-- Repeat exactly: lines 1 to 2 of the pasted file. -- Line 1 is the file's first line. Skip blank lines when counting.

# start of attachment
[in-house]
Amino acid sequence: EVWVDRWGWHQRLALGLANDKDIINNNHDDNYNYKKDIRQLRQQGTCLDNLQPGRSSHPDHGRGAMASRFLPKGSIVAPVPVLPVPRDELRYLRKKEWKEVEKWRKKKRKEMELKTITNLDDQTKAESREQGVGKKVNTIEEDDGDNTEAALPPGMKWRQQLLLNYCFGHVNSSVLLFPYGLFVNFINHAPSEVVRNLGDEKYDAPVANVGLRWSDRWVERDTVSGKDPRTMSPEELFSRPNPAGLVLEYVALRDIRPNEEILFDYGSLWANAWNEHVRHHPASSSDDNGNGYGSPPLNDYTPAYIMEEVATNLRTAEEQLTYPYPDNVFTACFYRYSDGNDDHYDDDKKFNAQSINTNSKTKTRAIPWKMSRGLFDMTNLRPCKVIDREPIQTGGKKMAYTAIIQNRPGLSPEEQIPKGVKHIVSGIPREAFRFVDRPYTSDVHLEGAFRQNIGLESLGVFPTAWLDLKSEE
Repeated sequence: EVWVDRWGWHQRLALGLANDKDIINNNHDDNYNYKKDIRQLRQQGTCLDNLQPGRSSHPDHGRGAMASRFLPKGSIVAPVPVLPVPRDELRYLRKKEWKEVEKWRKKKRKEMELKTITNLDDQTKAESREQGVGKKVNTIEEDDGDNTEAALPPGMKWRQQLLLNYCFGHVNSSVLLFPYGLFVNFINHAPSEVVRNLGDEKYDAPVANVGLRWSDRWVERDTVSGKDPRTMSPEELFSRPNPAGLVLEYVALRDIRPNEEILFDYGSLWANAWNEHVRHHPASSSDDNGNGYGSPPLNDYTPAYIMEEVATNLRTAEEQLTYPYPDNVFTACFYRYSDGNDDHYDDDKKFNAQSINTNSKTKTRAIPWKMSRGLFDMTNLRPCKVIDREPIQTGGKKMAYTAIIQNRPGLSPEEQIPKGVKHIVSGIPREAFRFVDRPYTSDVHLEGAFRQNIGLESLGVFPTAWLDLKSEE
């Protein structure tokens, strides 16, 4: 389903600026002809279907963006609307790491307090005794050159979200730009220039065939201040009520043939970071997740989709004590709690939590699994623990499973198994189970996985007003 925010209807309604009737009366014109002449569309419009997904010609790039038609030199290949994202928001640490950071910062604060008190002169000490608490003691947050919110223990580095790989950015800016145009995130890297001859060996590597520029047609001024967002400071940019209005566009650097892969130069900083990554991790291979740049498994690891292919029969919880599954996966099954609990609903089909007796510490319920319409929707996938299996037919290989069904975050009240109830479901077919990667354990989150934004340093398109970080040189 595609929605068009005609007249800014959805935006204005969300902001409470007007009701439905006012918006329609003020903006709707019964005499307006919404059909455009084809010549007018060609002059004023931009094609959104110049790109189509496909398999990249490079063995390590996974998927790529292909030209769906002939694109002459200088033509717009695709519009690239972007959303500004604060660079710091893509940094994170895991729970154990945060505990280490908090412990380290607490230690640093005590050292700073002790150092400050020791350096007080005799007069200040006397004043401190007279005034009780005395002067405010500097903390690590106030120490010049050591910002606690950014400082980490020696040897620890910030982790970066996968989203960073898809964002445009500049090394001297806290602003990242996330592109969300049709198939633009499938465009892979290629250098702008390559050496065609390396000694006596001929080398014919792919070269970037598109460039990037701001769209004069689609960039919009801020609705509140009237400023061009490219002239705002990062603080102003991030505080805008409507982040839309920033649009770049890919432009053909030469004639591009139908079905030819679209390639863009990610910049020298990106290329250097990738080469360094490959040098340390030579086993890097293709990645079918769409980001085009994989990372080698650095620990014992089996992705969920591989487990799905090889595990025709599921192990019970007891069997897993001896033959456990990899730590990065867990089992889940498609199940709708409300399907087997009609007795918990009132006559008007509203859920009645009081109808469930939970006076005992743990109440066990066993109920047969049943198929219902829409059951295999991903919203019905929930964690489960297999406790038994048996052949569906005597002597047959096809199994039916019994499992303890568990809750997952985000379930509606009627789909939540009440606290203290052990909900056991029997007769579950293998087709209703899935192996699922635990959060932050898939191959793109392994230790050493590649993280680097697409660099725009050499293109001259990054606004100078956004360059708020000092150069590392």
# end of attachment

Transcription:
[in-house]
Amino acid sequence: EVWVDRWGWHQRLALGLANDKDIINNNHDDNYNYKKDIRQLRQQGTCLDNLQPGRSSHPDHGRGAMASRFLPKGSIVAPVPVLPVPRDELRYLRKKEWKEVEKWRKKKRKEMELKTITNLDDQTKAESREQGVGKKVNTIEEDDGDNTEAALPPGMKWRQQLLLNYCFGHVNSSVLLFPYGLFVNFINHAPSEVVRNLGDEKYDAPVANVGLRWSDRWVERDTVSGKDPRTMSPEELFSRPNPAGLVLEYVALRDIRPNEEILFDYGSLWANAWNEHVRHHPASSSDDNGNGYGSPPLNDYTPAYIMEEVATNLRTAEEQLTYPYPDNVFTACFYRYSDGNDDHYDDDKKFNAQSINTNSKTKTRAIPWKMSRGLFDMTNLRPCKVIDREPIQTGGKKMAYTAIIQNRPGLSPEEQIPKGVKHIVSGIPREAFRFVDRPYTSDVHLEGAFRQNIGLESLGVFPTAWLDLKSEE